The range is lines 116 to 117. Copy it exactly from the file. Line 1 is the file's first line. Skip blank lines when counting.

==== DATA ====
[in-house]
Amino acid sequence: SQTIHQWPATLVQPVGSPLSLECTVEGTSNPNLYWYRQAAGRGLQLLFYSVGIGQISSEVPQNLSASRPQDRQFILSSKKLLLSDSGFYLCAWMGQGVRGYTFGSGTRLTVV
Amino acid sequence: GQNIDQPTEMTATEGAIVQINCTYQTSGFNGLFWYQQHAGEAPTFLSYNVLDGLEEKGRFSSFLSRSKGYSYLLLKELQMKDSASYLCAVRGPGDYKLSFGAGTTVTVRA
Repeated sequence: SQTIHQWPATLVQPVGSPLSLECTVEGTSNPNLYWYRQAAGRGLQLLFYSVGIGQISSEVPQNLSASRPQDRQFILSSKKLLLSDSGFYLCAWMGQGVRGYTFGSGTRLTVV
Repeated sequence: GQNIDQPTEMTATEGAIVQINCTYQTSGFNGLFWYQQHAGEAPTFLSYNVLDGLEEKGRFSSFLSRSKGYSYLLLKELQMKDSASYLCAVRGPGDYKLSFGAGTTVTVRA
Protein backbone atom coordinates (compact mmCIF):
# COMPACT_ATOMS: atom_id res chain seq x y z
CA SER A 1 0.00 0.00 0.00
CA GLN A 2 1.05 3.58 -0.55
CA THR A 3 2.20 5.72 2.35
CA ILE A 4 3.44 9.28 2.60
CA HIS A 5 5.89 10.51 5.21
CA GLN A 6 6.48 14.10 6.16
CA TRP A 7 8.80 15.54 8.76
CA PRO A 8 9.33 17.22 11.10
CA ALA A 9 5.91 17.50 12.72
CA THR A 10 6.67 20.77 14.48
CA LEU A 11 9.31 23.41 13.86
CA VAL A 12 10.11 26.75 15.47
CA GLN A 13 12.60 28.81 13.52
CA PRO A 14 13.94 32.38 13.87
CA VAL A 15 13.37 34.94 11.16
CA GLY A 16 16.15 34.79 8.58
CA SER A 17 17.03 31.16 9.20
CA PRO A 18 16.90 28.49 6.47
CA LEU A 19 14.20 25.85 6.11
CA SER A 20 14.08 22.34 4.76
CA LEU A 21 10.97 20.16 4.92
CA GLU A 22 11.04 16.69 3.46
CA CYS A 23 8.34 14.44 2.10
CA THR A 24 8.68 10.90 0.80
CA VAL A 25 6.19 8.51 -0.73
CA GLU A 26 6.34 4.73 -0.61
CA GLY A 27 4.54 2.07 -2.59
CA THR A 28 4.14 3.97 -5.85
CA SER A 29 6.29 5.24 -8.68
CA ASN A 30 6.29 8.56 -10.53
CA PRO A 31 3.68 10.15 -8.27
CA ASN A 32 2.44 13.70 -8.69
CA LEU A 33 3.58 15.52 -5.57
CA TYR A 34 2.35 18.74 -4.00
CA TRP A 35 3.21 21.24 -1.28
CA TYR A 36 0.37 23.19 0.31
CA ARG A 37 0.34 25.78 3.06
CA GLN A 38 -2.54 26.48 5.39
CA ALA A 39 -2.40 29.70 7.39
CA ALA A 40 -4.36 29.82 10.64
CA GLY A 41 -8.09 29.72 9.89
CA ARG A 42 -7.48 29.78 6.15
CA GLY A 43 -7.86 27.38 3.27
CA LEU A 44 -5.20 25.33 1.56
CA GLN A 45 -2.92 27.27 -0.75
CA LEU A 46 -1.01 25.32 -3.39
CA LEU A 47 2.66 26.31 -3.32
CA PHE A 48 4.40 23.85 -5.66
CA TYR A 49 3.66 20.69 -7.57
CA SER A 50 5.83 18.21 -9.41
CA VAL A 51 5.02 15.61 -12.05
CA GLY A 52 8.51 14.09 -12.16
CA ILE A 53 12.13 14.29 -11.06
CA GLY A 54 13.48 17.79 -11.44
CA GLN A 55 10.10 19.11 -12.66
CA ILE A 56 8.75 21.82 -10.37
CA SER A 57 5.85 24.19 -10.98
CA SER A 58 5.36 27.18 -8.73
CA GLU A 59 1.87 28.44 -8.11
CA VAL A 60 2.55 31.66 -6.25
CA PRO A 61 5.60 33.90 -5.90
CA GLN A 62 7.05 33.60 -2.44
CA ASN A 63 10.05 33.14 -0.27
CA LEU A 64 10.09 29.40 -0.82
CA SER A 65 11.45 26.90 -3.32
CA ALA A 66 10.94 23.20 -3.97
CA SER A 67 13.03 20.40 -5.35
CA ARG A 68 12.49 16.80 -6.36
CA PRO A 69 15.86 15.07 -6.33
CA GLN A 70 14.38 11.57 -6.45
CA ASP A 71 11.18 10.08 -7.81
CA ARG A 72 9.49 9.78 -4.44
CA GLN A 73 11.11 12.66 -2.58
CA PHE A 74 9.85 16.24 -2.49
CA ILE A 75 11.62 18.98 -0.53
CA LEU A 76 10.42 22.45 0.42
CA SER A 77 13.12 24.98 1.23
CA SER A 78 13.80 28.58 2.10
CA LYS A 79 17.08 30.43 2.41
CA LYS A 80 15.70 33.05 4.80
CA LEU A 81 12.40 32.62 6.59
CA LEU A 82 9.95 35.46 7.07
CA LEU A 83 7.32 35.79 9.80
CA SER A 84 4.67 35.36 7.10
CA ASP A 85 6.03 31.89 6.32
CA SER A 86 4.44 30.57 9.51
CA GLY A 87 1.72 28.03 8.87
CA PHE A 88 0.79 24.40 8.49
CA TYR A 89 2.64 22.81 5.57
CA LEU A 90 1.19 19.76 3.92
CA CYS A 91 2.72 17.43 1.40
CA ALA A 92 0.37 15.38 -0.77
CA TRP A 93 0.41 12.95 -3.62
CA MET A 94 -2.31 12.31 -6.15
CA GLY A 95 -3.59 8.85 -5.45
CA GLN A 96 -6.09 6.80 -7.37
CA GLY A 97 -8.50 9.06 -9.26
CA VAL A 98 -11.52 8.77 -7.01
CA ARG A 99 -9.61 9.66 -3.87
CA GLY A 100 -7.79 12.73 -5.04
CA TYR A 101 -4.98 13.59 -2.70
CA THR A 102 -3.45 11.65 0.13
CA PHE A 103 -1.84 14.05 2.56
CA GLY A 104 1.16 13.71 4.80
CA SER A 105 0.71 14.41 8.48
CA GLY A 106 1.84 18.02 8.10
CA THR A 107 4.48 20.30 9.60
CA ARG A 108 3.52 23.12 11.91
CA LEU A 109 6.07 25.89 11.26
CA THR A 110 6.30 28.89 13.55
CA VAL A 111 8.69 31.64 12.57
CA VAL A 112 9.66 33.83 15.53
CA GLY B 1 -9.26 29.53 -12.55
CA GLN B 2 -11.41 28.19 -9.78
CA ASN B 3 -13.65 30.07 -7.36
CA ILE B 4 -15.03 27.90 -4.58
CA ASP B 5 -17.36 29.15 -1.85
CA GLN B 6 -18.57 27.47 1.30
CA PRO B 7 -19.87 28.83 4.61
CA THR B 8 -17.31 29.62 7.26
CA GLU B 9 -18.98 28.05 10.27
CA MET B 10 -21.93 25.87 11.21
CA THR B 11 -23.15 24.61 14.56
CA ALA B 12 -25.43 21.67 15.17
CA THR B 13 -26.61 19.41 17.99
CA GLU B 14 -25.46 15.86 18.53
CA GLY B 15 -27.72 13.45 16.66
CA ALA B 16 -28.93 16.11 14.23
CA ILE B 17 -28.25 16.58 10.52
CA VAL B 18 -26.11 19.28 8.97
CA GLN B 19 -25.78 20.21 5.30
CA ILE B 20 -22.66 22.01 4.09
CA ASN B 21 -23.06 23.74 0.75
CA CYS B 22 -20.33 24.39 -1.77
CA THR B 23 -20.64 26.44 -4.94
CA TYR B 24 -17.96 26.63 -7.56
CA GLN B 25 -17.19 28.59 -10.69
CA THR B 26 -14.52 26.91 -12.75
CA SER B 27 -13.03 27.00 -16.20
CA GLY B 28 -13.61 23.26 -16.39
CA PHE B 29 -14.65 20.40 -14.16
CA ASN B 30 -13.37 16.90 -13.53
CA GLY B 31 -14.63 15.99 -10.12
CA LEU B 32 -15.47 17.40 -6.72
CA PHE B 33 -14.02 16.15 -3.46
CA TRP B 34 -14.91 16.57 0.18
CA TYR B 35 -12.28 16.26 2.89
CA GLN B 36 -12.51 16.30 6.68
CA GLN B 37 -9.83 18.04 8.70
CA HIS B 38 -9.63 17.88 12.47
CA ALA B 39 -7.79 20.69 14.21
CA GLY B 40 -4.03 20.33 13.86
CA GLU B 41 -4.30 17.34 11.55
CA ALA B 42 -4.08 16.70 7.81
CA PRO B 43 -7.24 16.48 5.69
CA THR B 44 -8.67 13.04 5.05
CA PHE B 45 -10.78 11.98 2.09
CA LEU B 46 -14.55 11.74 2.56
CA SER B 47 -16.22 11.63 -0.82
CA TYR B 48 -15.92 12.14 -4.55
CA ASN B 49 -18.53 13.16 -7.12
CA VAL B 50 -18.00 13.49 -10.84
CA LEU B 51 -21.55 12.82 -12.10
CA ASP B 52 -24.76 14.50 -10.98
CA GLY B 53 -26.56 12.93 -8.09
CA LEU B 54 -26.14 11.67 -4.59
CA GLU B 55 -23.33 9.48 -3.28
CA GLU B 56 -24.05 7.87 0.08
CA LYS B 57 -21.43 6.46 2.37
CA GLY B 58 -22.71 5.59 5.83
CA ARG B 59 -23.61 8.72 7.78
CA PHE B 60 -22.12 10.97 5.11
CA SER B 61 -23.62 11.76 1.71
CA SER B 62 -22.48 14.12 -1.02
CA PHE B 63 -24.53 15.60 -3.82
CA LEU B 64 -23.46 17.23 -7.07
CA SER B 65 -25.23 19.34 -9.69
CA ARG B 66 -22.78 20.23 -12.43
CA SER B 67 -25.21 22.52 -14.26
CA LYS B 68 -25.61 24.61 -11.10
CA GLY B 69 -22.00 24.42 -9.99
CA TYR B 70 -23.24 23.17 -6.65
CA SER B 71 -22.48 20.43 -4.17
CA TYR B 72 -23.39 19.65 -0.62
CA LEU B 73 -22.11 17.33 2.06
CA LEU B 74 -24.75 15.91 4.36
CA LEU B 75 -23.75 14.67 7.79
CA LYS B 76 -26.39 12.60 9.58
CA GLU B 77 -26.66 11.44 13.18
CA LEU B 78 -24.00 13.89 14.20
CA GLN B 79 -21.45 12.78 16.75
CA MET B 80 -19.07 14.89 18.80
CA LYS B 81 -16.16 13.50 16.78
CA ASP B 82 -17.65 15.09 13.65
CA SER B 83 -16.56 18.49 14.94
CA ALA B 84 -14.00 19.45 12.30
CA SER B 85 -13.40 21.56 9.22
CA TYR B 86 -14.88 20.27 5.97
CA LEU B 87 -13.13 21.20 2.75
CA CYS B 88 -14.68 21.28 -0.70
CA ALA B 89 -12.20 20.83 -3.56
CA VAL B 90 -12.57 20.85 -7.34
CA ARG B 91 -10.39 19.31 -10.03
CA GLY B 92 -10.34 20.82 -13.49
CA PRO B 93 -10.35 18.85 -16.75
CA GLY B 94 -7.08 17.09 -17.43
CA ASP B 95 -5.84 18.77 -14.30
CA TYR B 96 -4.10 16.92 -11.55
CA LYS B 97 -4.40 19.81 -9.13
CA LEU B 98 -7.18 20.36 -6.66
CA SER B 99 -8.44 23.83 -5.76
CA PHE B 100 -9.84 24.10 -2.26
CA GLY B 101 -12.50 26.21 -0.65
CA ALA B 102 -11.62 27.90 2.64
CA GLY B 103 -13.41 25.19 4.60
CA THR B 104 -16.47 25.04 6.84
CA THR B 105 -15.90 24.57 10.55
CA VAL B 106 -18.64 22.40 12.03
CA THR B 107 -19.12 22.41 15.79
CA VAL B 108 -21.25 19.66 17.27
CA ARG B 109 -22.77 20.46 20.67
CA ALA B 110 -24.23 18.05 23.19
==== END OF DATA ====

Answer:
CA LEU A 109 6.07 25.89 11.26
CA THR A 110 6.30 28.89 13.55